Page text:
Example scripts:

 Align EEG electrode positions to BEM headmodel 2009/03/03 21:52 Check the quality of the anatomical coregistration 2016/11/09 12:04 Robert Oostenveld Combined EEG and MEG source reconstruction 2012/08/09 20:01 Lilla Magyari Common filters in beamforming 2014/09/25 19:55 Compute forward simulated data and apply a beamformer scan 2009/03/03 21:52 Compute forward simulated data and apply a dipole fit 2009/03/03 21:52 Create MNI-aligned grids in individual head-space 2009/07/31 11:49 Doing source-analysis with the created headmodel 2009/07/09 20:11 Example use of the compute_leadfield function 2010/07/21 11:04 Robert Oostenveld Fit a dipole to the tactile ERF after mechanical stimulation 2009/05/20 14:57 How to import data from MNE-Python and FreeSurfer 2018/05/30 15:57 Robert Oostenveld Localizing the sources underlying the difference in event related fields 2015/11/29 10:55 Robert Oostenveld Make leadfields using different headmodels 2009/05/20 14:57 Plotting the result of source reconstructing on a cortical mesh 2010/04/22 09:01 Source statistics 2009/03/05 16:56 Saskia Haegens Testing BEM created EEG lead fields 2009/10/29 16:22 Use your own forward leadfield model in an inverse beamformer computation 2009/03/03 21:58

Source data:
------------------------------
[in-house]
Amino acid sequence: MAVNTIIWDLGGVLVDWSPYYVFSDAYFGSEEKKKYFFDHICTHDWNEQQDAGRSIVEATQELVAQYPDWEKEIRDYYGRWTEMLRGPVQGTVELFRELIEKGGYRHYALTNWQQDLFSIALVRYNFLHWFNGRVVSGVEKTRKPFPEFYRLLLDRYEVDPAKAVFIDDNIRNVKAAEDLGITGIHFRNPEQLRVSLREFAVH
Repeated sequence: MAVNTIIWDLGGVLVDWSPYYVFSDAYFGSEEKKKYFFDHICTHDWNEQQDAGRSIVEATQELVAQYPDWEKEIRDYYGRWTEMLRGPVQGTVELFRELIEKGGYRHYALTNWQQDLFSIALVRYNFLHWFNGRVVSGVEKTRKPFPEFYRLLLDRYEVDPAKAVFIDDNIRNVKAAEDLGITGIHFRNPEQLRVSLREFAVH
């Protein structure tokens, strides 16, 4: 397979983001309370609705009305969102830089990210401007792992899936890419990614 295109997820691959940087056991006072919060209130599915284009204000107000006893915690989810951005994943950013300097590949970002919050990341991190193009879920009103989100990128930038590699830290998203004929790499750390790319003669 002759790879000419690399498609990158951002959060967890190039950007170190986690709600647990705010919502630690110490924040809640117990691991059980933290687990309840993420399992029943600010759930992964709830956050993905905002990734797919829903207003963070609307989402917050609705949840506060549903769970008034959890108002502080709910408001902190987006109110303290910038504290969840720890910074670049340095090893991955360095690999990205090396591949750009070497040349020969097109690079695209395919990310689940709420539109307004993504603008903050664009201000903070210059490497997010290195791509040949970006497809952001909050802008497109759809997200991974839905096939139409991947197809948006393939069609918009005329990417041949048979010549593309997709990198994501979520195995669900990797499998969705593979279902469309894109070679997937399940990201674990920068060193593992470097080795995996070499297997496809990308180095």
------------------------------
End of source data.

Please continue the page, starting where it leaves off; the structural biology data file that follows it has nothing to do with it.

This tutorial was last tested by Robert with version 20150609 of FieldTrip using MATLAB R2014b on a 64-bit OS X computer.

1)
ft_volumesegment makes use of SPM. The necessary SPM-files are located in fieldtripXXX/external/spm8